3) The only market that was left two years ago was the civilian market. FNH already has the SCAR contract, what the heck was Bushmaster/Magpul thinking? Guys my facts my be off a little but I hope you see my point, in the US the civilian market would have been the place to look for new markets and the the place to sell new concepts. As was noted by the Masada furor a few years ago that concept was sound, based on civilian interest. As much as the grunts on the ground would have wanted the thing, they were not the guys to impress, it was the Army Colonel in procurement that needed to be impressed. And trust me, rarely is some "West Point ring knocker" going to be impressed by some young upstart former Recon Marine Sergeant.

Bushmaster/Magpul, I hope you guys are enjoying your rifles, you're the only ones that are going to get to.

Semper Fi!
Cruzzer
 

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Discussion Starter · #9 ·
Cruzzer,

Alex has spoken about this from time to time, as have other gun developers. When you start trying to shoe-horn new products into an AR15 envelope, out the gate you inheret limitations. For example, I really like my XCR ambi bolt release location, and that would be impossible on an XCR on AR15 conversion kit

Keep in mind Magpul has stated the Masada started out as a converion kit for AR15 lowers, but they got fed up with trying to work around the barriers of the lower when it comes to new concepts and improved ergos.

At some point, the industry has to move on. I know there are a lot of fan boys, and people that are cheap or too lazy to learn a new platform. But we cant let that slow down innovation, even if on a surface there is merit to sticking to the tried and true
 

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Yep you're right. I'm just thinking long term about if/when they enact the next AWB and we can't buy anymore whatever, it might be nice to upgrade and modify the stuff we've got on hand. I like the idea of getting around whatever arbitrary rules that may be enacted.
 

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At some point, the industry has to move on. I know there are a lot of fan boys, and people that are cheap or too lazy to learn a new platform. But we cant let that slow down innovation, even if on a surface there is merit to sticking to the tried and true
You know, that may be the smartest thing I have heard anyone say in a long time. I love the fact that we keep doing things just because "that is the way we have always done it". :duh:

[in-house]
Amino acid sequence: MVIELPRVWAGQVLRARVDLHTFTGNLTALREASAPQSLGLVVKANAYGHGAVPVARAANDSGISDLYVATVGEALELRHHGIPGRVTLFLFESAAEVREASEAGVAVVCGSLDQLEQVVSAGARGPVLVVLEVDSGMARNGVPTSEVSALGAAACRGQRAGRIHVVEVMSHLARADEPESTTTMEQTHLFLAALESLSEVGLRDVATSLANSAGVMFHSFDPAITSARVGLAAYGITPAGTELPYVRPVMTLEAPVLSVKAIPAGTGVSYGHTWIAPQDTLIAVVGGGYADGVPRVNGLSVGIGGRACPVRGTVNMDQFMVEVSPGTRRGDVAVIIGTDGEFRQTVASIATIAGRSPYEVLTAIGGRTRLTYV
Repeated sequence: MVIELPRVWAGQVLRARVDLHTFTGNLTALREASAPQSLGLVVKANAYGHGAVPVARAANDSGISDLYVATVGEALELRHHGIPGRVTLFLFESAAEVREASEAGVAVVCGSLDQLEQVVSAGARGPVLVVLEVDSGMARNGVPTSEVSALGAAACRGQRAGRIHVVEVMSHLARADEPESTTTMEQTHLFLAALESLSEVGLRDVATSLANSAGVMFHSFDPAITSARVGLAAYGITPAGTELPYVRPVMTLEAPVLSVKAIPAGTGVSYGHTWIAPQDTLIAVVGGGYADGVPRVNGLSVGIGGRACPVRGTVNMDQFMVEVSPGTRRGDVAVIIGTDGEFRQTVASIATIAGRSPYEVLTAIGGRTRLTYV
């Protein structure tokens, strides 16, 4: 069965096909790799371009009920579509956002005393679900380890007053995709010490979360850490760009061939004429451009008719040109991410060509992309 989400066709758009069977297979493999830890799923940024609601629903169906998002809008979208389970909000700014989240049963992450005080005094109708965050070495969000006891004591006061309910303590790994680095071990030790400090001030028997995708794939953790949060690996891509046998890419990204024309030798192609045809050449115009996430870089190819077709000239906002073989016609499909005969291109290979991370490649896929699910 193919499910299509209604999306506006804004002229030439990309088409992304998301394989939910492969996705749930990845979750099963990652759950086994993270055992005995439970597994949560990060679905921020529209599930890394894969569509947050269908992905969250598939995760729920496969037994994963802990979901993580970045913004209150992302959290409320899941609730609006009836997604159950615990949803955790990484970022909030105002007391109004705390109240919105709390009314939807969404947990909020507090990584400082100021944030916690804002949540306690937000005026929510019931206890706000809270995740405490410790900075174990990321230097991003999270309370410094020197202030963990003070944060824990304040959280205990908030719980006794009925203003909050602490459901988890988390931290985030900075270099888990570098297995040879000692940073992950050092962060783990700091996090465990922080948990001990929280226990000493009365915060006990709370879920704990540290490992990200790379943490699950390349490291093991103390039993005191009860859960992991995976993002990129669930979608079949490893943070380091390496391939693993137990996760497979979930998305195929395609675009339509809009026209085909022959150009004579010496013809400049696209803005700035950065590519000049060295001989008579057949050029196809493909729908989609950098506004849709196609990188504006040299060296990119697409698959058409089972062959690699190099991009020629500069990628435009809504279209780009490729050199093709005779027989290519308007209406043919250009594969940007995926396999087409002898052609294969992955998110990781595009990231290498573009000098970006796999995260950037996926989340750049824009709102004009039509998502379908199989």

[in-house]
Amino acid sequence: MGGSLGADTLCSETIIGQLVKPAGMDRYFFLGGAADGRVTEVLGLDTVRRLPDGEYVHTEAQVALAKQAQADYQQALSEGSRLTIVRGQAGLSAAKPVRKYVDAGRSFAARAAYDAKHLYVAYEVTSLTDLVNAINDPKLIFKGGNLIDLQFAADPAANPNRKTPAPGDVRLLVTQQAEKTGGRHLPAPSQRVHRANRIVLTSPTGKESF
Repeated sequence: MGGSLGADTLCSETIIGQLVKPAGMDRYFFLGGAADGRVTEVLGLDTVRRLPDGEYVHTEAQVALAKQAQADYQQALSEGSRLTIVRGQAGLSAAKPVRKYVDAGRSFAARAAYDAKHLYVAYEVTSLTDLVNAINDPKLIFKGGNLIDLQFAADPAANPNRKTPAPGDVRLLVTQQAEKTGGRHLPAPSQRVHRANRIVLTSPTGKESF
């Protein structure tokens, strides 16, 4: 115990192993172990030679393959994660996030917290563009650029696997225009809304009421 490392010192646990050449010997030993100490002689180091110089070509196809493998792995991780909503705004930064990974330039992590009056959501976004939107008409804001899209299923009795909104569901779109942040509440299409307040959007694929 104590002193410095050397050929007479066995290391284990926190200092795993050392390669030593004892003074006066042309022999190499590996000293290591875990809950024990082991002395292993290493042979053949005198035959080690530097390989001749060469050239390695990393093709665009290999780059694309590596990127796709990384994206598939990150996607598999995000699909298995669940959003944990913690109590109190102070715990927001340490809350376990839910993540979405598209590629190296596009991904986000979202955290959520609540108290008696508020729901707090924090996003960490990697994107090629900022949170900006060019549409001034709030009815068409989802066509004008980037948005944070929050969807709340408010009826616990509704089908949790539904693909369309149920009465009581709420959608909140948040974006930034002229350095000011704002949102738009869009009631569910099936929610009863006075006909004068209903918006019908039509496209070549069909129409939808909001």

Yes, the AR is established but there is better tech out there now. Look at the 1911, great pistol, love mine. I still think that some of the new striker fire designs are better (usually for cheaper too). Bottom line, we need to encourage manufacturers to inovate. Don't be happy with a re-design of yesterdays tech. Figure out a way to make it better.
 

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The AR15 has two things going for it:

-60 years of innovation, tweaks, upgrades, customization, etc, etc.
-Millions of parts of all kinds in circulation.

Those are big things, admittedly, and people who make good AR parts are going to sell lots of them for many years to come (hopefully, barring a ban). I have no plans to ever be AR15-less, ever.

But, what *attracts* me to the XCR is its innovation... The fact that it was built from a clean sheet of paper and nothing else. No compromises were made in the design of the rifle to make it compatibile with parts from systems that are no longer on the cutting edge (AR, AK). Just one example: all the hem-hawing about the interchangeable lowers of the Masada, and "boy I'll definitely buy one of those since I can use my 6 million AK mags!". I don't get that with regard to a next gen rifle. There are lots of AK's out there that use AK magazines. I don't wish to compromise the functionality of my next gen rifle by limiting it to AK magazine change ergos, just because there are a lot of AK mags out there.

Now, with regard to the lower specifically: While they look similar, I believe the XCR lower has several key improvements over the AR lower:

-The bolt catch, being implemented as a vertical post ala FAL, and then spread ambidextrously beneath the trigger is a superior design to anything that has come before it; period. This will never happen with an AR15 lower.
-The stock doesn't have to have a buffer tube in it. Finally. For those who want them, there is the adapter; you can have them... for those that don't... its finally gone, and a low profile folder is finally possible.